A former adviser to Michael Gove has suggested the reforms to the education system he began in 2010 took centralisation "too far", and that this can be seen in the Department for Education's response to the pandemic.
Sam Freedman, who worked under Michael Gove as a senior DfE policy adviser, said the centralisation of education, which had been "supercharged" during his time with the department, meant that the DfE was too "all-encompassing".
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"It [centralisation] stems from a set of reforms that were supercharged when I was in the department working with Michael Gove around academisation and the further centralisation of education into the DfE," Mr Freedman said.
He said that this had been a trend for the past 40 years but had been stepped up from 2010 during Mr Gove's reforms to the education system. While he said he was "very proud" of elements of the reforms and that he did not wish to turn the clock back, Mr Freedman added that centralisation had been taken too far, as could be seen in the DfE's response to the pandemic where it tried to "micromanage" schools.
"I do think one of the effects of [the reforms] has been that we’ve taken centralisation too far, the department is too all-encompassing in what it’s trying to do, and we’ve lost the sense of context from the education system," he said.
"And I think we’ve seen that displayed over the last year in the context of the response to the Covid crisis, in the way that the department has tried to micromanage exactly which schools are open where at various points, and produce their absurd map of London where some areas were going to be open coming into this new year and some were going to be closed even though they were right next to each other, and Greenwich asking to close its schools and not being allowed to – I think we’ve seen it displayed there but I think we’ve seen it displayed throughout the last decade," he added.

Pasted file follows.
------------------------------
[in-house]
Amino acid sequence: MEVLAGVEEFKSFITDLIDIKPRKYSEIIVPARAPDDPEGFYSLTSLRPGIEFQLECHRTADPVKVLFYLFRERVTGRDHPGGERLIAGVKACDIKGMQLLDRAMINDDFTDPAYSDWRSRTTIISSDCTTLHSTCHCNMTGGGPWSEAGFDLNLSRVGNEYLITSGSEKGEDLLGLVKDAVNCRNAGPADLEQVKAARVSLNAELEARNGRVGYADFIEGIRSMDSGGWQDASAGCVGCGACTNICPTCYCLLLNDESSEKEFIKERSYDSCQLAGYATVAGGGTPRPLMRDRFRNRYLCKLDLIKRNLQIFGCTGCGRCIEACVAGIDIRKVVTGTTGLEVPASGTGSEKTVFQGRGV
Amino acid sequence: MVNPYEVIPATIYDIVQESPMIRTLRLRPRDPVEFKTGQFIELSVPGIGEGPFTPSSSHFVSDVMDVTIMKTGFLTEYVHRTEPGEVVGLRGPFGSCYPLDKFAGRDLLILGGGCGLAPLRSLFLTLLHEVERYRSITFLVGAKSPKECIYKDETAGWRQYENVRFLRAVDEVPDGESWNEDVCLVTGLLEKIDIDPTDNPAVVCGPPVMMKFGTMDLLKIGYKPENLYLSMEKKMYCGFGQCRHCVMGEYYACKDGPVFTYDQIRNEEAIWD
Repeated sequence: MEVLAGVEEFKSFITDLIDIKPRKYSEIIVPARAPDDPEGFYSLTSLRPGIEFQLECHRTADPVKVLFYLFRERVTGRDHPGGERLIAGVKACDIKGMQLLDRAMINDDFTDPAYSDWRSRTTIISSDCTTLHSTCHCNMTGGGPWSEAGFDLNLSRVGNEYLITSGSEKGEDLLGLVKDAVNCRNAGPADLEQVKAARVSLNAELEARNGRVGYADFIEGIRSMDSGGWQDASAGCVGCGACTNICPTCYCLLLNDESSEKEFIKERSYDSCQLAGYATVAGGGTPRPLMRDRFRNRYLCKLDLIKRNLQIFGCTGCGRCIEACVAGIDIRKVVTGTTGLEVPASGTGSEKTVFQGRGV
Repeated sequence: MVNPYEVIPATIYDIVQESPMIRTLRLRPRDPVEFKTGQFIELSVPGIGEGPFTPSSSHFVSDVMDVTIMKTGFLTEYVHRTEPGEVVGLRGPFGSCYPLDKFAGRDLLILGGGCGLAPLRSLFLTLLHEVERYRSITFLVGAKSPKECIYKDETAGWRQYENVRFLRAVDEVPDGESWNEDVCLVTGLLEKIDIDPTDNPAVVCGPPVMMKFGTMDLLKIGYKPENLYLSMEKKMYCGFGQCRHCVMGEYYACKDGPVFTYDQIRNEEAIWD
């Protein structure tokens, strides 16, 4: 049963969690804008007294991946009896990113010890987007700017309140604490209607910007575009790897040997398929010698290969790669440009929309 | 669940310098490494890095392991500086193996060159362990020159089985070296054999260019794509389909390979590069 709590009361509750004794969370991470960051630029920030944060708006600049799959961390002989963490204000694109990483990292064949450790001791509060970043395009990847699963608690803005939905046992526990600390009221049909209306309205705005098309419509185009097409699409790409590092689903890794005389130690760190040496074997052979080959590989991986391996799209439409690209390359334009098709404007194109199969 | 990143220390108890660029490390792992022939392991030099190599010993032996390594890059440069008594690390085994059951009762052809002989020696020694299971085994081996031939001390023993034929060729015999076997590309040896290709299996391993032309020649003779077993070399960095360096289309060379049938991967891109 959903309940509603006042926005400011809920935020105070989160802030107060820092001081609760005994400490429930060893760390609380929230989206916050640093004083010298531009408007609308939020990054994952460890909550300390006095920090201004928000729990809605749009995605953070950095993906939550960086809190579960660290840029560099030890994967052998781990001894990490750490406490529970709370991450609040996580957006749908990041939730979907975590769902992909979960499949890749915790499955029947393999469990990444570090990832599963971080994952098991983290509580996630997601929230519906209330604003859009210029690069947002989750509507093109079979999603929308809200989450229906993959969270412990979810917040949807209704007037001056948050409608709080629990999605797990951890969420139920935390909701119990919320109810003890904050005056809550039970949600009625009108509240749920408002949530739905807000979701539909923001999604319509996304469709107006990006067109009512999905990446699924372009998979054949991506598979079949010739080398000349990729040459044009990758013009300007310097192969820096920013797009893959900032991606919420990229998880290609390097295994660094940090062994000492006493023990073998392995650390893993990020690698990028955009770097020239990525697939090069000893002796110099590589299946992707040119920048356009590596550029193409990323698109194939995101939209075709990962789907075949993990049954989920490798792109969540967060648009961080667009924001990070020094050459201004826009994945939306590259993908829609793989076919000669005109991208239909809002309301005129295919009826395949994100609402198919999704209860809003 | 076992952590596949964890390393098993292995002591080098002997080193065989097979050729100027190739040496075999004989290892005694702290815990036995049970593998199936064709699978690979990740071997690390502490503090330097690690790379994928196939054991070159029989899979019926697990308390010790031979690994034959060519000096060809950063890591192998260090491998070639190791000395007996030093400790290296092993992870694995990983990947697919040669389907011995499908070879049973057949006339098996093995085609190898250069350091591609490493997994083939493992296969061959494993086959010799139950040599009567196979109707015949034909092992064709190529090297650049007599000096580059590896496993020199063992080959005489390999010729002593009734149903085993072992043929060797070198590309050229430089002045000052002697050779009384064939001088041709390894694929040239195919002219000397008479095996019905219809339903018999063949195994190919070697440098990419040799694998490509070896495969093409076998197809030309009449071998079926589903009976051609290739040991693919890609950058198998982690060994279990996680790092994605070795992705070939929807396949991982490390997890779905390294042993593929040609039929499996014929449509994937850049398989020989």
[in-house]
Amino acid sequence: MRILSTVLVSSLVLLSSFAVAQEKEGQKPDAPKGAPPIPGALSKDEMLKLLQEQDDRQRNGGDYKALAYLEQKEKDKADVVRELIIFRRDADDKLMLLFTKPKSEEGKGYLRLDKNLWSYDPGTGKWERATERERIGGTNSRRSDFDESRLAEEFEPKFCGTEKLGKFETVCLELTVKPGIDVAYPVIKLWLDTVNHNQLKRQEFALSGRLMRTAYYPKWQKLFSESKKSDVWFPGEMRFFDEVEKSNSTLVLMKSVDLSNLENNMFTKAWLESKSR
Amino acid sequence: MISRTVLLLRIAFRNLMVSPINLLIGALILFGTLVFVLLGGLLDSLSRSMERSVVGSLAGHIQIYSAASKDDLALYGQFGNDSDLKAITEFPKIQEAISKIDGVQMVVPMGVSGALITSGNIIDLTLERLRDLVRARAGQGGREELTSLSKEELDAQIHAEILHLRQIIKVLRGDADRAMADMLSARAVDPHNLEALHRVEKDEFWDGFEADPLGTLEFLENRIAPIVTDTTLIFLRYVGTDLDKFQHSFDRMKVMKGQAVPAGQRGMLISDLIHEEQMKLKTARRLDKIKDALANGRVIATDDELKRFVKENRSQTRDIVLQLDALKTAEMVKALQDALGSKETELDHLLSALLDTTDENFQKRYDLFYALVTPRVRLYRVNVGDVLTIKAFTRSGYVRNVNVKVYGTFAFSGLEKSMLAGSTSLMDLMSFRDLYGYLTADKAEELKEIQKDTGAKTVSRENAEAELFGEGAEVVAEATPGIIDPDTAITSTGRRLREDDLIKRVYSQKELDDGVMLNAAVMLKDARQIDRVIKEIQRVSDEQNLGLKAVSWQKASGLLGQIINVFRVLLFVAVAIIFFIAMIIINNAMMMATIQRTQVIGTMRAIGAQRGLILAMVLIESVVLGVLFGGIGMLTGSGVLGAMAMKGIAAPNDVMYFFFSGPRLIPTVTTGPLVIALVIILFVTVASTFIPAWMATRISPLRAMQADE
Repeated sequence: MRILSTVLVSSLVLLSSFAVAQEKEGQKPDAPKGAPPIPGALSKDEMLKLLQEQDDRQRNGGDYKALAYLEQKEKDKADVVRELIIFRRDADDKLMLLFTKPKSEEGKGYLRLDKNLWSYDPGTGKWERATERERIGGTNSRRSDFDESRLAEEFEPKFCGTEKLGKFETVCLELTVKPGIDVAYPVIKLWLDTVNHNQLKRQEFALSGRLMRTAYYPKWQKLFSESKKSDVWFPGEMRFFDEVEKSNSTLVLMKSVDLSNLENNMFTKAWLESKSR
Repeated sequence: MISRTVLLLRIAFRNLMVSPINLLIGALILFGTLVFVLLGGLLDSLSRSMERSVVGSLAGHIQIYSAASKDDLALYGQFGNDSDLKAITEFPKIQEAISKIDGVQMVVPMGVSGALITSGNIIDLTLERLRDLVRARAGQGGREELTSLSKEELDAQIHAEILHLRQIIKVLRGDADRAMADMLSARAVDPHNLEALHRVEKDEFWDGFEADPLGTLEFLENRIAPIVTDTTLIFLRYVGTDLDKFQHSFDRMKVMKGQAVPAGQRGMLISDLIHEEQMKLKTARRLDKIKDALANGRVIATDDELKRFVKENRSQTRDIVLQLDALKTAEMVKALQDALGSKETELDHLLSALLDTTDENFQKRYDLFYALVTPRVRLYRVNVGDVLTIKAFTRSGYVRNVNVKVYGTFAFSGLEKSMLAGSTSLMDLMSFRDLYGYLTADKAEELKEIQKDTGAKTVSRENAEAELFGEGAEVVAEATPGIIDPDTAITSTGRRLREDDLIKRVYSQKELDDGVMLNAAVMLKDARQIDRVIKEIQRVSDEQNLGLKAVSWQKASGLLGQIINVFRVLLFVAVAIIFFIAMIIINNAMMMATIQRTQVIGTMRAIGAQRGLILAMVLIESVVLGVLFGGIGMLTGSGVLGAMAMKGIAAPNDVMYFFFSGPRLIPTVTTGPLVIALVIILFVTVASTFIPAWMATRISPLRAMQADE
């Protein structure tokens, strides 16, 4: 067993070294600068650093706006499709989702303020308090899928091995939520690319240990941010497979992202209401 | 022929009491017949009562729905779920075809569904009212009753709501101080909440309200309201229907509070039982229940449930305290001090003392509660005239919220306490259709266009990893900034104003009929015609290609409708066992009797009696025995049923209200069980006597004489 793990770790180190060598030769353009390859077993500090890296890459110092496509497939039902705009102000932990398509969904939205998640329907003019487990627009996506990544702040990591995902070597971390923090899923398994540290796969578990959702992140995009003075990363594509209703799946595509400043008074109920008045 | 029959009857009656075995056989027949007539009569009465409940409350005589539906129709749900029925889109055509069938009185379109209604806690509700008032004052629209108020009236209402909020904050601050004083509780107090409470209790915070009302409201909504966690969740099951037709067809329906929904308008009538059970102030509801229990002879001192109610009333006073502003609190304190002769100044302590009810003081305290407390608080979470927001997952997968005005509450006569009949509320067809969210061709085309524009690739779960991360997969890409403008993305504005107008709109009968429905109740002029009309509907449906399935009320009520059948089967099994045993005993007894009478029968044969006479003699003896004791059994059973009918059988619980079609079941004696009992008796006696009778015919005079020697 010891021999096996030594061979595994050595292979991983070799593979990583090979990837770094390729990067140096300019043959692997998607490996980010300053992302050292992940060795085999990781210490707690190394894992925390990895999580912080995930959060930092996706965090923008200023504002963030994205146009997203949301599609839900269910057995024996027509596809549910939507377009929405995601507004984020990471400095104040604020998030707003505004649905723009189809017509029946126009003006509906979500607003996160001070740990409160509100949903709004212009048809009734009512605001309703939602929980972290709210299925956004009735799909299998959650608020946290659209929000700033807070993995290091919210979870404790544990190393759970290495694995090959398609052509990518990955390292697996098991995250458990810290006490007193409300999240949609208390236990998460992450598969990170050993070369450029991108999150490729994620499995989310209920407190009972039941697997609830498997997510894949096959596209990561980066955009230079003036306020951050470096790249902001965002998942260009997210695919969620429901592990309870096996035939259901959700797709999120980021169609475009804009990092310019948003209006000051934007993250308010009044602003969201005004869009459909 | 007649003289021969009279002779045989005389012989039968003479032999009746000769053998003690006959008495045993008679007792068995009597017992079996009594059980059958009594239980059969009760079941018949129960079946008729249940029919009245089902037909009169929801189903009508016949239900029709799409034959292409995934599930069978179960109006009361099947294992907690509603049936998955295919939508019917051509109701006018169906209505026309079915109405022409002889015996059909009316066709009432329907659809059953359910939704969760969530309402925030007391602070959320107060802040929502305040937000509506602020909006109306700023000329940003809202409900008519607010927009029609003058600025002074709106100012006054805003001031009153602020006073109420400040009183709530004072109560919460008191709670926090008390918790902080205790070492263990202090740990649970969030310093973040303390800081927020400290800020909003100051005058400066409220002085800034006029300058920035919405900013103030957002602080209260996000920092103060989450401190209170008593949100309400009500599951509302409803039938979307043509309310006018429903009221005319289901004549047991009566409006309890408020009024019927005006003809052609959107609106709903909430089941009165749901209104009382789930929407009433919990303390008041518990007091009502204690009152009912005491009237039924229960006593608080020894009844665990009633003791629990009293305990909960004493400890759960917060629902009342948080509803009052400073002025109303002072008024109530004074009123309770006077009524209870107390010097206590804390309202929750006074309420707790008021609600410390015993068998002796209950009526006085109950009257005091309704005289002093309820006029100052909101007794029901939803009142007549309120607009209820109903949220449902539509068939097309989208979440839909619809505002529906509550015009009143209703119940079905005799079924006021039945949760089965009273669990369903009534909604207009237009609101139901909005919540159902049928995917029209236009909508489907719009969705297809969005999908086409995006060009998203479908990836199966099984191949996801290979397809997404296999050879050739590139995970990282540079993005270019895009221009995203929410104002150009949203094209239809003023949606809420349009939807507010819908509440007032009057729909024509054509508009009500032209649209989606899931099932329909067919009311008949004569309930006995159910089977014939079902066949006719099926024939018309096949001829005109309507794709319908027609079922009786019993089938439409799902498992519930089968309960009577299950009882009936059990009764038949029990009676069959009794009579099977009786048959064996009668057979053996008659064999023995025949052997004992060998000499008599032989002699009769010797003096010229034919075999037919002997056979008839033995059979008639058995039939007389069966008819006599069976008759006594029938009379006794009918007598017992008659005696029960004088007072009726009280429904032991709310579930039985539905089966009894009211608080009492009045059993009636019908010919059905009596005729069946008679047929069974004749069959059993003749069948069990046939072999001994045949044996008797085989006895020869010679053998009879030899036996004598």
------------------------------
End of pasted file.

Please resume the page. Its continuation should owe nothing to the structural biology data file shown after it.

Mr Freedman said "there's this sense you can fix everything from the centre now", referring to the policy for Opportunity Areas, where civil servants were "fielded in" from Whitehall to other parts of the country.
And he said that while the 2010 White Paper set out a role for local authorities as schools moved to academisation or became part of multi-academy trusts, "that just hasn’t happened".
"That didn’t happen at any point, partly because Michael Gove was very opposed to creating a clearer role for them, but it also hasn’t happened since under any of the subsequent secretary of states, and that has meant a substantial amount of lost context and…we’re now talking about Covid catch-up and the immediate assumption is that has to be done centrally under central schemes which lack local context and local input."
Mr Freedman said he supported the idea that schools would move to become part of a multi-academy trust system to have "finished that reform over time" but cautioned that local authorities needed to play a part against "nefarious" actors in the sector who might adopt exclusionary admissions processes against vulnerable children.
"We have to give local authorities a very clear role in maintaining standards for their area and supporting the rights of young people in their area," he said.
"There’s no reason for academies to be looking after their own admissions, there should be a role on exclusions for local authorities, making sure that the incentives that a more nefarious minority might have aren’t used for negative effects, they should be there to protect vulnerable children from that and have the power to do that," he added.
During the discussion, Mr Freedman also said that "the department simply isn't capable of doing what it's being asked to do at the moment, and when you have a less robust secretary of state that's an even more visible problem."
Mr Freedman made the remarks while speaking at a Foundation for Education Development conference today.
The Department for Education has been contacted for comment.